Linked In: Canadian Restaurants Savour Flavourful Sausages

Canadian restaurant operators are stuffing their menus with a wide variety of spicy, savoury sausages. From sliced Italian sausage atop classic red-sauced pastas to chorizo-stuffed fritters and links made of rabbit or duck, sausage is lending its hearty, home-style appeal to both upscale and old-school fare.

Canadian consumers have a strong affinity for sausage: At breakfast, traditional pork sausage is consumers’ second-favorite meat (behind pork bacon), appealing to 60% of those who eat meat at that daypart, according to Technomic’s recently published Canadian Breakfast Consumer Trend Report.

In addition, more than three in 10 consumers ages 18 to 34 say that turkey sausage and chicken sausage are in their consideration set at breakfast—pointing to valuable opportunities for operators to create more-healthful breakfast options to appeal to younger diners. (Tim Hortons did just this in January, rolling out a Turkey Sausage Breakfast Sandwich that can be made with an egg-white omelette.)

During lunch and dinner, sausage can hold appeal both to “foodies” in search of artisan or house-made standout ingredients and to traditionalists who appreciate the heft and full-flavoured richness that sausage can lend to a more delicately flavoured pasta, chicken or seafood offering. At Il Fornello in Toronto, house-made ground sausage highlights the pappardelle salsiccia, featuring cherry tomatoes, caramelized onions, olive oil and garlic sauce; at Milestones Grill + Bar, the Chorizo Mozzarella Fritters introduced last fall consist of panko-breaded balls of mozzarella, chorizo sausage, garlic and parsley, served with a smoky paprika aioli for dipping.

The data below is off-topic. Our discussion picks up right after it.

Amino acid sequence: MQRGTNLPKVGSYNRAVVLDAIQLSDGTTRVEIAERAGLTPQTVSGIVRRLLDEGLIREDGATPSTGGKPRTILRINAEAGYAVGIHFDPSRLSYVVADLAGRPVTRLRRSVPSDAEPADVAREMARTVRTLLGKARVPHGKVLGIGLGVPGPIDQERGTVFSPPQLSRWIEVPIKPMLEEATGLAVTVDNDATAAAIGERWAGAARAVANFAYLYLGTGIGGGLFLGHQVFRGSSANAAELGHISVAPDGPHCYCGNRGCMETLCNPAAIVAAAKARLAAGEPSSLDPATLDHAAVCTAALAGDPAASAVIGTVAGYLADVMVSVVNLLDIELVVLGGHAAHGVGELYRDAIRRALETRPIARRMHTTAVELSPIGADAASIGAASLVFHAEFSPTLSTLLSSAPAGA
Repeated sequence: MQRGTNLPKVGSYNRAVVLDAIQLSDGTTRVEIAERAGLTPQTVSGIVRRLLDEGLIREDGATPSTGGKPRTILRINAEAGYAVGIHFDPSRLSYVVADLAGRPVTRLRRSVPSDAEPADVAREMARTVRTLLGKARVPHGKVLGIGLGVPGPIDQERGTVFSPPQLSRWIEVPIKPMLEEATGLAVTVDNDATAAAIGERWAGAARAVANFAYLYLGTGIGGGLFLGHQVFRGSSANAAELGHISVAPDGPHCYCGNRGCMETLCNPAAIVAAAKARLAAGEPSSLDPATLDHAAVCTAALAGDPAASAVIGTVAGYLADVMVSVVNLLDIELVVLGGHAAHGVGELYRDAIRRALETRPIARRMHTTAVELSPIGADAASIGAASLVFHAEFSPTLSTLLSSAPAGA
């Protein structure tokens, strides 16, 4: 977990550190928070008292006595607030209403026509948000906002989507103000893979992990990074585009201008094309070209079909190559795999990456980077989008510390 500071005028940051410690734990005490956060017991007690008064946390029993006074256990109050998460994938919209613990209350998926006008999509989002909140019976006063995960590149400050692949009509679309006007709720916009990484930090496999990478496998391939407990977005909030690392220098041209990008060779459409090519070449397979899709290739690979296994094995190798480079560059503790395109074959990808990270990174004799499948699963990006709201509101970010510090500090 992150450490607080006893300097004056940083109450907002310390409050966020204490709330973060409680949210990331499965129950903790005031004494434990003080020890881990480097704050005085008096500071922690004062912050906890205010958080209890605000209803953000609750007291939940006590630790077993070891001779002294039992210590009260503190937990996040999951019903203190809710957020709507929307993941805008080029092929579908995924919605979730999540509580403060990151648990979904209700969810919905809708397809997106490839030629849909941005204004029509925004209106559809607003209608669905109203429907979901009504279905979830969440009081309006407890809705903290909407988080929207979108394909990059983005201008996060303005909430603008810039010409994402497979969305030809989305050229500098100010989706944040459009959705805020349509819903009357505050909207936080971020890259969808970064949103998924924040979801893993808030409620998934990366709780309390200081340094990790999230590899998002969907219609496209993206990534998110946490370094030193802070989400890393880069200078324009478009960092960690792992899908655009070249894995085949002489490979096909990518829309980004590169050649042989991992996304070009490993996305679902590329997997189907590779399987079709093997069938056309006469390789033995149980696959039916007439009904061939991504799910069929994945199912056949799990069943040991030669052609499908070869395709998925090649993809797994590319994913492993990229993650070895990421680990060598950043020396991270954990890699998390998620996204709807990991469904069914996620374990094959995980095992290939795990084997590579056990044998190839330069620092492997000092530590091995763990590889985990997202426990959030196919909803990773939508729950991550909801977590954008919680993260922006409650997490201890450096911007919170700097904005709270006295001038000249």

For a more detailed look at how sausage is flavouring menus across dayparts and restaurant segments, here’s a roundup of sausage selections that Canadian chain and independent restaurants added to their menus in Q4 2013.


  • Chorizo Tortilla Omelette, Denny’s: A three-egg omelette with Canadian cheese, chorizo sausage, fire-roasted peppers and onions, tortilla chips, pepper Jack queso and pico de gallo ($10.69)
  • Chicken Sausage N’Eggs, Albert’s Family Restaurants: Alberta-made lean chicken sausage with a hint of apple, served with two fresh eggs ($8.99)
  • Breakfast Bowl, Fatburger: Two scrambled eggs, diced tomato, onion and shredded cheddar cheese on chunky home-style hash browns topped with ranchero-hollandaise sauce and sliced breakfast sausage ($8.99)

Lunch/Dinner Appetizers

  • Lamb Merguez Sausage Satay, Glowbal Grill & Satay Bar (Vancouver): Served with hot mustard, papaya slaw, ginger white sauce sauce and spicy peanut sauce ($2.50)
  • Hot Dog Poutine, La Cage Aux Sports: Served with mustard, relish and coleslaw ($7.39)
  • Nomad Stanstead Rabbit, Accords (Montreal): Stanstead rabbit sausages with red peppers, pine nuts and tomato confit ($17)

Lunch/Dinner Entrées

  • Sausage and Pepper Sandwich, Olive Garden: Italian sausage and bell peppers topped with melted Italian cheeses and a zesty marinara sauce ($9.49 half/$13.49 whole)
  • Boston’s Broken Lasagna, Boston Pizza: Bolognese meat sauce layered over tender noodles, topped with bacon, spicy Italian sausage and red onions and then baked with pizza mozzarella and finished with Parmesan cheese ($14.96)
  • Rigatoni, Oro Restaurant (Toronto): With Ontario spiced sausage, stewed tomatoes, goat cheese, green onions and roasted peppers ($18)
  • Atlantic Halibut Cheeks, Canoe (Toronto): With duck sausage, Brussels sprouts and parsnip purée ($23)
  • Italian-Sausage-Stuffed Free-Range Chicken, Chives (Halifax): With roasted garlic and mozzarella risotto croquette; ragoût of peppers, olive, fennel, eggplant and basil; and smoked tomato sauce (part of special prix-fixe menu)

On current menus, sausage is showing strength especially in pasta dishes, Technomic’s MenuMonitor database indicates. Sausage’s appearance in pasta dishes climbed 21% from Q4 2012 to Q4 2013, MenuMonitor finds. (That’s no wonder, given that spicy flavours are identified as “opportunity flavours” for pasta and other Italian dishes in Technomic’s 2013 Canadian Flavour Consumer Trend Report.) And as we move into spring—with the lighter fare that that season typically brings—sausage can easily retain a place on menus as a flavour-packed accent.


Christine LaFave Grace

Christine LaFave Grace writes for and produces Technomic's Trends & Directions e-newsletters. She joined Technomic in 2013 as an associate editor. Her previous roles include assistant digital editor for Crain Communications’ Modern Healthcare magazine and associate editor at Reed Business Information’s Restaurants & Institutions magazine.

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